January 23, 2014

Is Bigger Better?

Targeting

In perusing Etsyology, you might get the impression that bigger is better. This site displays statistical data on sales activity on etsy.com, and offers a fascinating view of what makes for a successful shop and what people buy. One thing you’ll notice on this site is that many of the shops with the most sales also have the most products available, giving the impression that bigger is better. The more stuff you have for sale, the more orders you get, at least that’s how it appears. Is that really true? Let’s discuss:

1. The Long Tail
In terms of retail strategy, the long tail refers to selling a many unique items with relatively small quantities sold of each. This is the strategy used by many of the high performing shops on Etsy, and no doubt retailers all over.

What are the advantages of this retail philosophy?
- It allows you to have something for everyone. If you make posters and you’ve got posters about dancing, beer, baseball, cookies, etc. then regardless of a person’s interests, you are likely to have a product that suits them.

- Metaphorically speaking, this approach is like buying many lottery tickets. The more tickets you have the more likely you are to win. Simply having a lot of stuff on Etsy or Amazon or the internet in general means there are more chances to get orders.

So what’s the downside to this approach?
- The obvious big problem with this approach is that it requires you to design a lot of items AND stock a ton of inventory! It’s a big job to offer something for everyone and not everyone has the space to stock so much product or the creative juice to design a zillion things, especially products the designer may not be passionate about. This approach is well-suited to products that can be made-to-order, but might be a real headache if your product has to be produced in bulk.

- The other drawback of this approach is that is may detract from brand cohesion. If you want to build a brand that’s all about food and cooking, you can’t start making products about baseball and robots and kittens. It would detract from your singularly focused brand identity.

So who should employ this type of strategy?
If doing a lot of online sales volume is your primary goal this strategy can be great. It’s a proven way to make money selling stuff online and if you care more about bringing in the cash than following your vision this could very well be the way to go.

2. Keeping it Short and Sweet
If your goal is to keep a tight cohesive brand offering something for everyone may not be ideal for you. You may want to keep your brand focused on a specific theme or aesthetic and offering 1,000 different items may not be possible.

What are the advantages of this approach?
- Keeping your product offerings limited means you can maintain a cohesive theme or aesthetic for your brand. This may be especially helpful if you want your brand to be known in the brick and mortar world. Think about brands like Sanrio, Ed Hardy or Paul Frank. All of their products have a very similar look that’s easily identified with those brands.

- Keeping a limited selection of products also makes it easier to manage and stock inventory. If you have a product you have to manufacture in large quantities to make your margins, it may be necessary to limit your product selection. For example if you design shoes and your shoe manufacturer requires you to order 500 pairs of each kind of shoe you may not want to have 100 different shoe designs.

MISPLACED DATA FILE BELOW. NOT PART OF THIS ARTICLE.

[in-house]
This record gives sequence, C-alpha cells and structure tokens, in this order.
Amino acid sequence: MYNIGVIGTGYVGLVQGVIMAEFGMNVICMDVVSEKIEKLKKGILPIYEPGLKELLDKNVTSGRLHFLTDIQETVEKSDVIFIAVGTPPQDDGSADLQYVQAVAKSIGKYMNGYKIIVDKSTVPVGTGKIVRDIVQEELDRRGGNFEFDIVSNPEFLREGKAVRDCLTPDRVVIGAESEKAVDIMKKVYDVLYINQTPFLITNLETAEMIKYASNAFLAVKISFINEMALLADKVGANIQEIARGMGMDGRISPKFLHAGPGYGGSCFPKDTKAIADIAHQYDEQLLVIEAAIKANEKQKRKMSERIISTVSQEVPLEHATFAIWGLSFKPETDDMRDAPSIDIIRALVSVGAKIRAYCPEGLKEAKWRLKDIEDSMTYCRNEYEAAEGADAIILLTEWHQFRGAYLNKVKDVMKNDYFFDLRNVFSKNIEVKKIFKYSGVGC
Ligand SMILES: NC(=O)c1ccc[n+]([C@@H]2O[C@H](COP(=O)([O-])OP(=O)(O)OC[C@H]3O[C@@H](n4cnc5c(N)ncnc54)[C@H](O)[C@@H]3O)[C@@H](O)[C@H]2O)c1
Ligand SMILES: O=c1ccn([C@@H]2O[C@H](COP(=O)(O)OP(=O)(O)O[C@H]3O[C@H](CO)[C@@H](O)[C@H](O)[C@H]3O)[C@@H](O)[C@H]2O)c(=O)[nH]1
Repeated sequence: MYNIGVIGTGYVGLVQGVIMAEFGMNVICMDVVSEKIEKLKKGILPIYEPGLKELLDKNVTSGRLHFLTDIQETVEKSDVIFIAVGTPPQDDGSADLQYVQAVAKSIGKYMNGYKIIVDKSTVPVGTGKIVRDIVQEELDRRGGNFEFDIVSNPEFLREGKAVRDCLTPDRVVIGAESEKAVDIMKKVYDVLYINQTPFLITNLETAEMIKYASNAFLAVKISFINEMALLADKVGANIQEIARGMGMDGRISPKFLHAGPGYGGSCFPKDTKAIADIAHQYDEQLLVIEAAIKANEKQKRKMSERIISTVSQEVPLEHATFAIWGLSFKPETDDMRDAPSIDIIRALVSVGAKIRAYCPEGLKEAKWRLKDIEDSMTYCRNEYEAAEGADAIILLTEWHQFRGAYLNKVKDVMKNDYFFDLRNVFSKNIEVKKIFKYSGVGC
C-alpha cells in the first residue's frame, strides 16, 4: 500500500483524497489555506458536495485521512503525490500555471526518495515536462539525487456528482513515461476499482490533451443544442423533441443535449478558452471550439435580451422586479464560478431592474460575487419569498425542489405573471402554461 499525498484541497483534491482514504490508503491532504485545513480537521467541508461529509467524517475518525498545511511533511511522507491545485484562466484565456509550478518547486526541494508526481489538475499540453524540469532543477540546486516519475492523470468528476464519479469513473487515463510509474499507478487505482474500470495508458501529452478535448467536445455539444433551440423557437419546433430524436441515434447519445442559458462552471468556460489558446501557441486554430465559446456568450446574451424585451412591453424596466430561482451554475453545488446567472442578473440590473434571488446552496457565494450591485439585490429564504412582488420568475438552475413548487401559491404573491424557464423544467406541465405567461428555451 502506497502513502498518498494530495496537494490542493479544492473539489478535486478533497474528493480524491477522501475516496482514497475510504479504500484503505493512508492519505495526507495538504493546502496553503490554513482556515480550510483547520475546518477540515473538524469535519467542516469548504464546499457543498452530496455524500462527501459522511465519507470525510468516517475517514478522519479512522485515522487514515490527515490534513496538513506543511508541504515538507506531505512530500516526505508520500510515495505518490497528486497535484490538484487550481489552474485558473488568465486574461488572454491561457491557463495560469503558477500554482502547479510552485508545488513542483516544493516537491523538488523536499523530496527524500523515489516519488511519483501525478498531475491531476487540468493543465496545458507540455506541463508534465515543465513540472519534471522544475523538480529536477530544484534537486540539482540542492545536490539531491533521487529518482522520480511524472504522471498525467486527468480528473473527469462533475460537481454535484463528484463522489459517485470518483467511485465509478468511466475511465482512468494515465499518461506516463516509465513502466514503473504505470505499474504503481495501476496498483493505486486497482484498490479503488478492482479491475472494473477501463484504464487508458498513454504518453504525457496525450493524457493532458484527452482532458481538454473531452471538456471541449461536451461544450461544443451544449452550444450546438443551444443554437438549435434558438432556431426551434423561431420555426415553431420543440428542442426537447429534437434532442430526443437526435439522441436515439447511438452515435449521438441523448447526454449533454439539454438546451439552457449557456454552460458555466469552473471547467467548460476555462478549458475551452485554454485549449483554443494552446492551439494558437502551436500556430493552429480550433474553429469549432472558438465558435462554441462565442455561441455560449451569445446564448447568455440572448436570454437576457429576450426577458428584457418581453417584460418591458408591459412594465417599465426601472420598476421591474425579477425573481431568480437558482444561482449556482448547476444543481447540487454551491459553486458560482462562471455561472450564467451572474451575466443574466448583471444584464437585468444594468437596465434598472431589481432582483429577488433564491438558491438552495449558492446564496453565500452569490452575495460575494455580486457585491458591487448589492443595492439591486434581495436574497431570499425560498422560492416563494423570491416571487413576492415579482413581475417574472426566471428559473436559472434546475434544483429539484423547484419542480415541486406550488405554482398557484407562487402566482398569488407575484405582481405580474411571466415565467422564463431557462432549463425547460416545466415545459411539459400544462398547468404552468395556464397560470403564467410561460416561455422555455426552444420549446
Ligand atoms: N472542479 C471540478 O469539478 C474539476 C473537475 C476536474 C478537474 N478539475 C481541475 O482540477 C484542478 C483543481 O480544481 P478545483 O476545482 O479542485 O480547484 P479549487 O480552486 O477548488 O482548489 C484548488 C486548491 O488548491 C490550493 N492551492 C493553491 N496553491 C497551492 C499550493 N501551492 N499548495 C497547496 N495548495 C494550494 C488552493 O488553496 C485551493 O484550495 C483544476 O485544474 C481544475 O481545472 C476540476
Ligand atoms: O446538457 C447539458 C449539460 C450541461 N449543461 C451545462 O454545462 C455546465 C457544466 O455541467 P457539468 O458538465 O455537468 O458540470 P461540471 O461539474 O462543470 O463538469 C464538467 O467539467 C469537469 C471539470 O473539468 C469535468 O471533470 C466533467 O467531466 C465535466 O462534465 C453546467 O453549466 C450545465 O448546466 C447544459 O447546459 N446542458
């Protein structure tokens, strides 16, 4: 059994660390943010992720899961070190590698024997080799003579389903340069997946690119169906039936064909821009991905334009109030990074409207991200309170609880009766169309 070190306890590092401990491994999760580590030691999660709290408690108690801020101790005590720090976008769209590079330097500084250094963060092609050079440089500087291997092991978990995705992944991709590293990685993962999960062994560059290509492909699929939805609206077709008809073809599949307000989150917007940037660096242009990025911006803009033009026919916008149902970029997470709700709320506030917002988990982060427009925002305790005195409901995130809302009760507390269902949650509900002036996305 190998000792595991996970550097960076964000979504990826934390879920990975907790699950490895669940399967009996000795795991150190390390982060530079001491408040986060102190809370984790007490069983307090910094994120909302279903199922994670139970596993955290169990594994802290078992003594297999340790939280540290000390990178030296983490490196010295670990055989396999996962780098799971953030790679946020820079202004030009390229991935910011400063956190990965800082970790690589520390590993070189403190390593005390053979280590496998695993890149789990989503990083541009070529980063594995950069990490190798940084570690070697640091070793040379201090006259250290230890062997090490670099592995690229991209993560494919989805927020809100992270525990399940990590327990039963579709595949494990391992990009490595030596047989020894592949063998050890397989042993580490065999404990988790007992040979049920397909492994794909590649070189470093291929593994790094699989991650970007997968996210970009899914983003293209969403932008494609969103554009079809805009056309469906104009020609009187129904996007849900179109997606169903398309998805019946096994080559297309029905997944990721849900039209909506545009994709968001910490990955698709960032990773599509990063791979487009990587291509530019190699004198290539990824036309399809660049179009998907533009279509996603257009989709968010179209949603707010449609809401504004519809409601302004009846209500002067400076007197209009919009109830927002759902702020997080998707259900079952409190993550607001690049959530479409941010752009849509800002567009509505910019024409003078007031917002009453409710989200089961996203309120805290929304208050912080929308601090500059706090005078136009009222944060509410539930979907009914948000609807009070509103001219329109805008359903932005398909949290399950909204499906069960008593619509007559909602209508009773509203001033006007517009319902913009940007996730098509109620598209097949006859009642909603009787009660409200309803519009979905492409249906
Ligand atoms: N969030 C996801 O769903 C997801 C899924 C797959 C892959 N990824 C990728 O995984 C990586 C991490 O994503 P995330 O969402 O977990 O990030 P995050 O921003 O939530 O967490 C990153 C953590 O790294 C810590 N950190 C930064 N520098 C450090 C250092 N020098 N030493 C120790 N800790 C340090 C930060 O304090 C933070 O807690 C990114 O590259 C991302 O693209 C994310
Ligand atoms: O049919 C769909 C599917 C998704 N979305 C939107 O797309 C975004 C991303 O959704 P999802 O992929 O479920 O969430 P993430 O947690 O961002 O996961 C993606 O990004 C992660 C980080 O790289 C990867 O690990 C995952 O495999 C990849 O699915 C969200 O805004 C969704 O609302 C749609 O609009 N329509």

What are the drawbacks of this strategy?
- Not everyone is going to be your customer, in fact, most people won’t be. So you’re going to have to work extra hard to connect with the people who are. You’ll need to think more in terms of relationship-based marketing. You may not sell as much volume online as other online shops because you can’t sell to everyone.

- Since your product offerings don’t appeal to everyone, you’ll need to make sure the people who are a fit for your brand really love your product line. You’ll need to produce more “hits” to make sure everyone who might buy your product will buy it. For example, if your brand is all about birds you better have some of the most amazing epic bird art ever so that every bird lover under the sun will definitely want your products.

Who should employ this strategy?
If you are more interested in wholesale than online retail this approach may be a better fit for your needs. This strategy also makes more sense if you are trying to maintain a consistent theme or style for your brand. If your products have to be produced in high volume before they are sold this approach may be your only option.


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May 25, 2012

Doing What Your Best At (A.K.A How Not to Fail in Business)

Filed under: Growing Your Business — Tags: , , , — Meredith @ 7:45 am


From time to time we get to chatting with our manufacturers and suppliers and we’ll hear “I really want to do what you guys do, start a label. Can you give me any tips on that?” or “I tried to start a label, it never worked out for me.” While I can understand the appeal of starting a label, it’s not the job description most people think it is and it’s not the job for everyone.

A surefire way to fail in business is trying to take on a job that doesn’t play to your strengths and interests. While some companies succeed in wearing multiple hats, it’s not what works for most businesses. When you are working with products you usually are going to fall into one of the following categories:

1. Manufacturer
My very first attempt at entrepreneurship mainly fell into this category. I liked making stuff for myself and thought it would be fun to make a whole bunch of stuff and sell it online. I pretty quickly realized that I actually hate making stuff. I enjoyed making one or two things for myself, but making hundreds or thousands of things didn’t interest me in the least. It was repetitive, it was boring, it was tedious. I failed because I’d taken on the wrong role for myself. What I really liked was product design, not manufacturing.